One of the hardest things I am finding about teaching is interacting with a student (or students) and getting so frustrated at their attitude or lack of effort or whatever only to realize (often in the moment) that I was just like that when I was in school. In the religious studies department, we are always talking about the role of a person’s worldview to shape one’s perspective. Becoming a teacher has definitely shifted my perspective and is making me rethink a lot of what happened in high school.
For example, I still remember this terrible basketball coach we had sophomore year. She would get so mad whenever we would ask questions about how to do the drill or run the play and we never understood. Looking back, I thought I was so much smarter than her, knew how to play basketball better than her. Now as a soccer coach we have a couple girls who are always asking questions. Why do we have to run six laps? How far is that? What’s the purpose of this drill? There’s a part of you that wants to say because I’m your coach and I said so, but you swallow your pride, take the student aside and explain the drill and encourage them to watch their tone. Because now I identify with my high school basketball coach. Who knows if behind my soccer players’ whys are feelings of superiority, like there were behind many of my whys. Perhaps she really is confused and I and the other coaches are too sensitive. Either way it is hard to be questioned, especially when you already feel out of your element, coaching a sport you haven’t played in 10 years.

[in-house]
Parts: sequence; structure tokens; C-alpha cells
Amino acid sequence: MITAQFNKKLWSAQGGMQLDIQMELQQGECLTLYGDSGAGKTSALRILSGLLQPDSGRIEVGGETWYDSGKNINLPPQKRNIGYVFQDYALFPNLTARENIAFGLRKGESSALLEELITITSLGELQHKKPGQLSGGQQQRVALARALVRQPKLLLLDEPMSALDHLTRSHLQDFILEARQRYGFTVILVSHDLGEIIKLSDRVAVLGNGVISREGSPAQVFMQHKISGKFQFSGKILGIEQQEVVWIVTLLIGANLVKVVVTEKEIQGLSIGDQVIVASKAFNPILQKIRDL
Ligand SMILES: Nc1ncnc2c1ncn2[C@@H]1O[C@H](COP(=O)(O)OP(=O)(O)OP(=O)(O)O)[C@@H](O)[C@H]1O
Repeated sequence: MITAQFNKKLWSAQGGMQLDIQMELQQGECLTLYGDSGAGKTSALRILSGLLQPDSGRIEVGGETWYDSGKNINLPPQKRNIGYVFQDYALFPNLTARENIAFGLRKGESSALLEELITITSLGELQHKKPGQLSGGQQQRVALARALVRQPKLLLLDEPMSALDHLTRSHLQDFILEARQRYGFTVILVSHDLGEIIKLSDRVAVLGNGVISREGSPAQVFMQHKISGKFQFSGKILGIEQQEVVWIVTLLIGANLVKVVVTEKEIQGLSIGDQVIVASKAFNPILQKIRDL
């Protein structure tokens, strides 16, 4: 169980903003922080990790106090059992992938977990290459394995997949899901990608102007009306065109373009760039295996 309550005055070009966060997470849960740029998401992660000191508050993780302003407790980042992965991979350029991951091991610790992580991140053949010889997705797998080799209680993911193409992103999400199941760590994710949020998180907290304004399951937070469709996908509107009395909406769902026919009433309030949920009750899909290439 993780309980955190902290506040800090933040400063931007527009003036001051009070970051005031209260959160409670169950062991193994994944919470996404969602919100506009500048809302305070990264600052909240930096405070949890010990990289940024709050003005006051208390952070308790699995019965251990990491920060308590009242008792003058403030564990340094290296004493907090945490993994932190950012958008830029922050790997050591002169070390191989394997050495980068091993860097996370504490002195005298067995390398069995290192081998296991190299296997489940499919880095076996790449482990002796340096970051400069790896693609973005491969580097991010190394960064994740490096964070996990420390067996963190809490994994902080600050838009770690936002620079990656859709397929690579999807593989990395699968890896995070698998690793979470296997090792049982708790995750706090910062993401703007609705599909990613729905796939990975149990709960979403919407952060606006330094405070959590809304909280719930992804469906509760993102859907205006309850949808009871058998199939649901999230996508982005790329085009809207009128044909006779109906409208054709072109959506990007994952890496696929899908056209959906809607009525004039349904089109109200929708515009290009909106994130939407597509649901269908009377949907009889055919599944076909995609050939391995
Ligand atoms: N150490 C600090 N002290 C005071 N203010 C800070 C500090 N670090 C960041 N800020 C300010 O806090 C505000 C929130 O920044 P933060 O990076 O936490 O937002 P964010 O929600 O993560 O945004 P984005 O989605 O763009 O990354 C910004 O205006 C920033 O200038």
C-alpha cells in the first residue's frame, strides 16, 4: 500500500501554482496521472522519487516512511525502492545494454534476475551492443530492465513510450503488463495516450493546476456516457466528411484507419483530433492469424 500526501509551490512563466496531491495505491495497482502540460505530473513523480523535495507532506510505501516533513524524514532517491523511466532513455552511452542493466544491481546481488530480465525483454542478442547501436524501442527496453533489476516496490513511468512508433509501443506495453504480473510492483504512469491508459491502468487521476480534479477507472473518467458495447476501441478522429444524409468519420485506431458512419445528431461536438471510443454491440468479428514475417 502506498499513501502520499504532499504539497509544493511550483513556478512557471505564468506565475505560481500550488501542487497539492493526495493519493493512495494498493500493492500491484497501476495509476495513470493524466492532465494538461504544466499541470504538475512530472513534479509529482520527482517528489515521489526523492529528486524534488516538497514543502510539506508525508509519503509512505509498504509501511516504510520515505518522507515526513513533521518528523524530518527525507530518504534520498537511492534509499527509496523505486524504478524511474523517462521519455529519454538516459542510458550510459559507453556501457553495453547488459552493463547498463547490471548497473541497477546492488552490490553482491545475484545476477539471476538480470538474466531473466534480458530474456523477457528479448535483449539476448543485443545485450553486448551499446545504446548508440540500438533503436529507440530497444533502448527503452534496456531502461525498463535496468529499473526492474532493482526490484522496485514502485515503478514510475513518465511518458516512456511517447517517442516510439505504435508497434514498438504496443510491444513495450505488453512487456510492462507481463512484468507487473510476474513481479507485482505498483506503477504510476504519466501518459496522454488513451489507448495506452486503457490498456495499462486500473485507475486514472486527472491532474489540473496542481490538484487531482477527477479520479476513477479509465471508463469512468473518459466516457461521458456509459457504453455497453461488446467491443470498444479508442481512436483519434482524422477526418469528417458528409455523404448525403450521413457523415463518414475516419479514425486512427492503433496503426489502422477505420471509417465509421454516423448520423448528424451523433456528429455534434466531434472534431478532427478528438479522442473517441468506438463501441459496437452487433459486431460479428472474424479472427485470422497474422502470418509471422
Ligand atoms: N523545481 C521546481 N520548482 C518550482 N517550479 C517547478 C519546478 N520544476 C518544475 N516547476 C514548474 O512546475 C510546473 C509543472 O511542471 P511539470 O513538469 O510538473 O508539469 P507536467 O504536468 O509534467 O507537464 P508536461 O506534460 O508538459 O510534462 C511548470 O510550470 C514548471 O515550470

It’s also making me think really hard about how I can respond graciously because I had a lot of teacher throughout the years that I talked back to or made mean comments about. And the good ones, held their tongues and continued to teach me, not just about the game or the subject, but about how to be a better person. Even though what I told my soccer play today she may not have liked hearing, I hope underneath all that she heard what matters most, that I want her to succeed.